During Lectures, Students’ Physiological Arousal Flatlines
Last week at the MIT Media Lab, the founders of the online-learning initiative edX convened a group of academic leaders and other online-learning experts for a daylong summit meeting titled ‘Online Learning and the Future of Residential Education.’
Larry Hardesty of the MIT News Office reports that questions about the pedagogical efficiency of lectures made up one recurrent theme:
Eric Mazur, a professor of physics at Harvard, cited a study by MIT professor of media arts and sciences Rosalind Picard and her students in which subjects were fitted with wristbands that measured skin conductance as an index of the ‘arousal associated with emotion, cognition and attention.’
Mazur presented a figure from the Picard group’s paper showing wrist-sensor readings for a single MIT student over the course of week. The sensor recorded regular, strong spikes during periods of study, lab work and homework, but the readout flatlined during two activities: attending class and watching TV.” (Read more here.)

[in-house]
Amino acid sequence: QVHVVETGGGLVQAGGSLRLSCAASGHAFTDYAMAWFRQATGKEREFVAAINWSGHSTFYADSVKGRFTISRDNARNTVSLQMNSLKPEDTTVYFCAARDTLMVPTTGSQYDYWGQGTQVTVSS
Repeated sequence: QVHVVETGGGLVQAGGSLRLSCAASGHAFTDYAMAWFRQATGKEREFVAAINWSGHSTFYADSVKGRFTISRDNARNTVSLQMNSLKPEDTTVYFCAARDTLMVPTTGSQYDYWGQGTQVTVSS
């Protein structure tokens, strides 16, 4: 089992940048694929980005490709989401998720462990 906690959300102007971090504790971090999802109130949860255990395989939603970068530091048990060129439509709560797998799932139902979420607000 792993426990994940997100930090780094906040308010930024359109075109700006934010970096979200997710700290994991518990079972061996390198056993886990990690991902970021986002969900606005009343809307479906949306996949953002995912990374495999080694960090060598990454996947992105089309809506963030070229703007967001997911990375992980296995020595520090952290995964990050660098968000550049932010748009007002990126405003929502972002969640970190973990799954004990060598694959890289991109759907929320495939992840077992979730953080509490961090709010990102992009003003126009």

I checked out Picard’s study myself, and the graph to which Mazur refers is indeed striking. Many daily activities—including socializing and even sleeping—generate strong physiological arousal, as shown by a sharply jagged line. The line on the graph that covers the period during class, however, looks like the EKG of a patient who’s just died: perfectly flat.
The text of Picard’s paper notes that “electrodermal activity (EDA) is a sensitive index of sympathetic nervous system activity,” and reports that in the study of the MIT student who wore the wristband for a week, “intervals of elevated EDA frequently corresponded to times when the participant was studying, doing homework, or taking an exam. This is possibly due to the increased cognitive stress associated with these activities.” (A PDF of the Picard paper, “A Wearable Sensor for Unobtrusive, Long-Term Assessment of Electrodermal Activity,” is here.)
It’s not surprising that the other activity that caused the student’s physiological arousal to flatline is watching television: taking in a TV show and taking in a lecture both lend themselves to passive observation rather than active engagement.